Tuesday, June 28, 2011

In memoriam: Mary Hartman

Tonight I raise a glass to my old friend, Mary Hartman. She died last Friday, alone, which is a shame on us all. Her neighbors took her to the hospital and Mary, independent to the end, ordered them to take her home. They did, and that's where she died, home, alone.

There will be no memorial service. Mary was not religious. Still, her friends need to remember her in some way.

Words will have to suffice. Mary was a writer. Words will have to suffice.

Here is what I know. Mary left her Nebraska home as a teen and took the train to Los Angeles. Stars in her eyes. She was a looker, that Mary. Beautiful voice, too. She sang at the USO during the war years. L.A. was hopping. Here's what the California Military Museum web site says about L.A. during that time:
During World War II, Los Angeles was the boom town of boom towns. The Los Angeles metropolitan area grew faster than any other major metropolitan area in the U.S. and experienced more of the traumas of war while doing so. By 1943 the population of metropolitan L.A. was larger than 37 states, and was home to one in every 40 U.S. citizens. By the end of the war, the L.A. area had produced 17% of all of America's war production.
Pretty heady stuff for a Nebraska kid. Mary sang with a number of lounge singers and someone along the way, met up with a U.S. Marine named Jack Lummus, all-America athlete from Ennis, Texas. Soon they were engaged. He shipped out and was killed on the sands of Iwo Jima and was awarded the Medal of Honor for the sacrifices he made that day. He has a U.S. Navy ship and an intermediate school named after him.

Mary never got over it. She wrote a memoir about it and later a children's book. "Texas Granite: Story of a World War II Hero" (see photo). She was married, briefly, long enough to have a boy whom she raised alone. She was a newspaper reporter and free-lance writer in Nebraska and Arkansas. In the early 1990s, she moved to Cheyenne, Wyo., to be near her son and grandkids. As a writer, she was drawn to other writers, and that's how we met. Mary was the age of my parents, Great Depression and World War II babies. I was drawn to her for that reason and because we both wrote fiction, loved history and Liberal politics.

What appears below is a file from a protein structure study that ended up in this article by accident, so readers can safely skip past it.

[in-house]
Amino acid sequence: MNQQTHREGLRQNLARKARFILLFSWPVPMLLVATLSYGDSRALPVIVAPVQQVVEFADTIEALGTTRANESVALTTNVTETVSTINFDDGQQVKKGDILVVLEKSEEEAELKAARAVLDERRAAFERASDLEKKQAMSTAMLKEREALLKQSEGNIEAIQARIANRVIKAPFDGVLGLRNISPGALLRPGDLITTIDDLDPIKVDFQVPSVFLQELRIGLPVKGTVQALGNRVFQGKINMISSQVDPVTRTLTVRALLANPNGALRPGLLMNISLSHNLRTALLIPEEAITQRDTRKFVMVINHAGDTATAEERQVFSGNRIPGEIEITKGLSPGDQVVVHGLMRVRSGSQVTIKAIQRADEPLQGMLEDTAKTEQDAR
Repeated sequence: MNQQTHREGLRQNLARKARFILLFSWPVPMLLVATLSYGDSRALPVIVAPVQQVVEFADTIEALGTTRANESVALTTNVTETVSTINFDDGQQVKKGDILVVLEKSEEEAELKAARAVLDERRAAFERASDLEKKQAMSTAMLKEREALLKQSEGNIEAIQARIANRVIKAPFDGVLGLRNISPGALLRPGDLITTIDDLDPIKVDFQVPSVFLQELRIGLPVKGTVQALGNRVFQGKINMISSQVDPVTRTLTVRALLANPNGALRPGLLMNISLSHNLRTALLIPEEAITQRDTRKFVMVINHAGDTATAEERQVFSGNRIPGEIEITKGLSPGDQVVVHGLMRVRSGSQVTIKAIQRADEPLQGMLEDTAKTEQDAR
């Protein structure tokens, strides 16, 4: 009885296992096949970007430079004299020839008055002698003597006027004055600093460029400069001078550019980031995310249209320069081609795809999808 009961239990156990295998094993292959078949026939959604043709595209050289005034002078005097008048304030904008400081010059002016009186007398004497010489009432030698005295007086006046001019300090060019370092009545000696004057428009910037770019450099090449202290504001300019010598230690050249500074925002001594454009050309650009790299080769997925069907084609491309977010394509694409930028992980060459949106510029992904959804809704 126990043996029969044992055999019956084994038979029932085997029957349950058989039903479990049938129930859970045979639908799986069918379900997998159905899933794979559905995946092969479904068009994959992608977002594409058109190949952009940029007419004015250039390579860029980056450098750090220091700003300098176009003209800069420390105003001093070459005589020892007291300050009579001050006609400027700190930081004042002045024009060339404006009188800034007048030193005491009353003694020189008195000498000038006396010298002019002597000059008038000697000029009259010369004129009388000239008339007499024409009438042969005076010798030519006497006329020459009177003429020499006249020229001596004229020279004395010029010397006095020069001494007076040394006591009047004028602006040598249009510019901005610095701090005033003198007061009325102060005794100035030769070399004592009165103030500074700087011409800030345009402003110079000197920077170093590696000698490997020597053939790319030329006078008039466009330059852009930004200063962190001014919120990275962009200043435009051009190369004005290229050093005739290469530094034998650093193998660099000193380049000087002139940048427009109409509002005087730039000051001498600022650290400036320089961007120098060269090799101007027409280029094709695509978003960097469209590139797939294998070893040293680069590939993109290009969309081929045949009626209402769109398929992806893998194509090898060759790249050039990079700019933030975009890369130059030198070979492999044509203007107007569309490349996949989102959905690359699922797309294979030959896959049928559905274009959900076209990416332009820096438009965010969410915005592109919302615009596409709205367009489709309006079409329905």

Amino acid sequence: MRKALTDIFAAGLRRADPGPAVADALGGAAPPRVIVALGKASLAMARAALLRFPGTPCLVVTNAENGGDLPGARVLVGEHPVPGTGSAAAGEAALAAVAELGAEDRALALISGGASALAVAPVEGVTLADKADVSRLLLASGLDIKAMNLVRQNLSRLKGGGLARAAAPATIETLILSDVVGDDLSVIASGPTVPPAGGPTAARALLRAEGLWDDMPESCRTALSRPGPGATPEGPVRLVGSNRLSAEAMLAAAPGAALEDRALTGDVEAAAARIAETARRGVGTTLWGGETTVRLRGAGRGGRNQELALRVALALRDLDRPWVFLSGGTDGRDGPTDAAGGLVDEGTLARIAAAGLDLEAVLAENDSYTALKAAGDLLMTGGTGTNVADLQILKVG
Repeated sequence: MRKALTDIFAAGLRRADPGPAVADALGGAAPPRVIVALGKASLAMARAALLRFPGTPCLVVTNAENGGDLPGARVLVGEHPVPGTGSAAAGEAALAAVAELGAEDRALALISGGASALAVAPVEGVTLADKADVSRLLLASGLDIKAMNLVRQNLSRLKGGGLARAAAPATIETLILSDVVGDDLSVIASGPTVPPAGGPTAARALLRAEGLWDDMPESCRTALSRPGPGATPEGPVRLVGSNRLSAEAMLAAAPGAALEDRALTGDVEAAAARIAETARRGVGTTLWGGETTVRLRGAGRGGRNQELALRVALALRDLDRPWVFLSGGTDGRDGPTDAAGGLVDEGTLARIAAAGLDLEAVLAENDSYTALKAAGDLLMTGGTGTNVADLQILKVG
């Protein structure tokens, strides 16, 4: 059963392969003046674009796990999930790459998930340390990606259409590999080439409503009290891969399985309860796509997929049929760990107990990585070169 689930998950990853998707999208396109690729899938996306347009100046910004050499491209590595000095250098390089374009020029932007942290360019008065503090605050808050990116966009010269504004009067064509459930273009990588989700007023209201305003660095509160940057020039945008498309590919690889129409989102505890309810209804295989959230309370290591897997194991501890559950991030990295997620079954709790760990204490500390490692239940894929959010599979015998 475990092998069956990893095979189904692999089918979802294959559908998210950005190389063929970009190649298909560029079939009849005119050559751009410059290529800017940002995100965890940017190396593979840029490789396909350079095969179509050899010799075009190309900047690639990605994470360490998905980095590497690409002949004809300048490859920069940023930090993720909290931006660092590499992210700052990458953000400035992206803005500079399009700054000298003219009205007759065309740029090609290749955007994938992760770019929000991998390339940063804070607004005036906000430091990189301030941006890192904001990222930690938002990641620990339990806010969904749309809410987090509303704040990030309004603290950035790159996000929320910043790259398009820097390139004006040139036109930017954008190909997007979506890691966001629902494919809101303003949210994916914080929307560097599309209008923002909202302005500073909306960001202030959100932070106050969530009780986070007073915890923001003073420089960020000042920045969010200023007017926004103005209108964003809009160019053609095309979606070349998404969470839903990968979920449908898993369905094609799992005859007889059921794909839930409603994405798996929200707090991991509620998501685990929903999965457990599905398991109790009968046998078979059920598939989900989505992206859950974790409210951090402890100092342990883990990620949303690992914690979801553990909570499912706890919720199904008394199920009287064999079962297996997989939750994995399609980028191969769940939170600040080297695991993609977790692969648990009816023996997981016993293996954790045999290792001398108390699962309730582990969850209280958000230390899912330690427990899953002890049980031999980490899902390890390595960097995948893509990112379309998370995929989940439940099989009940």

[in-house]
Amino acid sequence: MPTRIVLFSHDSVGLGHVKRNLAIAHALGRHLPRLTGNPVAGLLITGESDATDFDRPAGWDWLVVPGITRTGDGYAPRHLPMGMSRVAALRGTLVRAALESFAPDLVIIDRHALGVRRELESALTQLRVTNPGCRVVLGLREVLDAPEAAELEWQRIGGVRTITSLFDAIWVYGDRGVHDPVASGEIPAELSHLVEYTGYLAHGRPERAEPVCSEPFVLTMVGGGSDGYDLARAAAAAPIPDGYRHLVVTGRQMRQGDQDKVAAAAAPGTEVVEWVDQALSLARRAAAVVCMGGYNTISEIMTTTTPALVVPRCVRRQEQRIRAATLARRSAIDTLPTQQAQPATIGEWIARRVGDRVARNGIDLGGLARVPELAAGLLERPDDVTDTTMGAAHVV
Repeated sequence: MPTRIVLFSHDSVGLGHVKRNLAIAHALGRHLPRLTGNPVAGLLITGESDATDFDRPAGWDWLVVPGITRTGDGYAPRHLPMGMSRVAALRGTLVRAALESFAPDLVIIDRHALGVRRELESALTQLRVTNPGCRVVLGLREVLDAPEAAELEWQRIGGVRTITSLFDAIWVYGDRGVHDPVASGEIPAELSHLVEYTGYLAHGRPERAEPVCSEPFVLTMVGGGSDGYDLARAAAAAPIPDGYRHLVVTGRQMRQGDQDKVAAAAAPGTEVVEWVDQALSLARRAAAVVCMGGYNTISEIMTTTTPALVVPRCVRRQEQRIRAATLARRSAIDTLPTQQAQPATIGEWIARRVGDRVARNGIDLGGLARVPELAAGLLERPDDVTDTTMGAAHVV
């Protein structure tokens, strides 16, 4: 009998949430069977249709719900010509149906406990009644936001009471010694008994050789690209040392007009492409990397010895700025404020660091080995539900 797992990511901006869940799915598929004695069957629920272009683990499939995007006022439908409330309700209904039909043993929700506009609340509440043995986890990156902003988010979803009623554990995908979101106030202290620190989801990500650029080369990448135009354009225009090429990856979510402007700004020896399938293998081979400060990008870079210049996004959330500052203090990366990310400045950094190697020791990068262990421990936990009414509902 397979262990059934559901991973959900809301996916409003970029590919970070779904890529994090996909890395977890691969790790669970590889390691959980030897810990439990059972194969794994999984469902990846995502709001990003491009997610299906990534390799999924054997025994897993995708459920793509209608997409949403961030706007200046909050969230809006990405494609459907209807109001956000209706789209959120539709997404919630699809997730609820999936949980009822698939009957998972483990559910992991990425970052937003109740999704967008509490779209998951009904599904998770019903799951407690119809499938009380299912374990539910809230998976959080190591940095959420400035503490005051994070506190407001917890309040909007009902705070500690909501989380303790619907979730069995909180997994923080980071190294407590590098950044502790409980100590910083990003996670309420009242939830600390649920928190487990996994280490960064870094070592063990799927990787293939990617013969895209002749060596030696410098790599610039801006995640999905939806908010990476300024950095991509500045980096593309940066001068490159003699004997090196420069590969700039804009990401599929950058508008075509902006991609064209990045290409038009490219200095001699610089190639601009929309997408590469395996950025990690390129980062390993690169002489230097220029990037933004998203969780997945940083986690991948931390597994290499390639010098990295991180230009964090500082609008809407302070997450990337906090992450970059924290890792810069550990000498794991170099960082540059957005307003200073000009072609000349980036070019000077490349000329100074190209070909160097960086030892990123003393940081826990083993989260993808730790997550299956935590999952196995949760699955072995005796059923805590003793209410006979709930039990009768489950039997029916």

Mary and I and another writer formed Southeast Wyoming Writers (SEWW)  in 1992. We also were in the same writing critique group for awhile. Mary shepherded a World War II oral history project through budgets through script through filmed interviews. This video is now part of the U.S. Library of Congress World War II collection. On Veteran's Day 2002, barely a year after the beginning of yet another American war,  Mary was interviewed on National Public Radio. It was almost impossible not to be moved by her decades-old memories, still fresh after all of these years.

Mary and I had lunch together fairly often but not often enough. A few years ago, she tumbled down the back steps of her apartment building and broke both of her wrists. I visited her in the hospital. She dearly wanted to get out. She did, not quite healed but ready to move on with her life.

How do you say good-bye to some who has already departed? I'm not sure. I can see Mary, though, singing with a big band in some smoky L.A. club. The world is her oyster. Her life is ahead of her. She is a loving spirit who gets her heart broken in a big way.

Words will have to suffice, Mary. It's all we have in the end.

Farewell, my friend.


Jeran Artery said...

A beautiful tribute Mike! We should all be so lucky to leave this legacy.

jhwygirl said...

Amen to that. What a lovely life and a wonderful person.

I'm sorry for your loss.

Moore Monkeys said...

My husband had the opportunity to know her. Everytime he would visit her on his route he'd come home and talk about his experience. She inspired him to keep writing and hopefully he will continue. I know when he learned of her death he was saddened for a truly great person whose knowledge about writing was gone from this mortal life. I reminded him that one must remember the good things about the person and live a little better because of that person!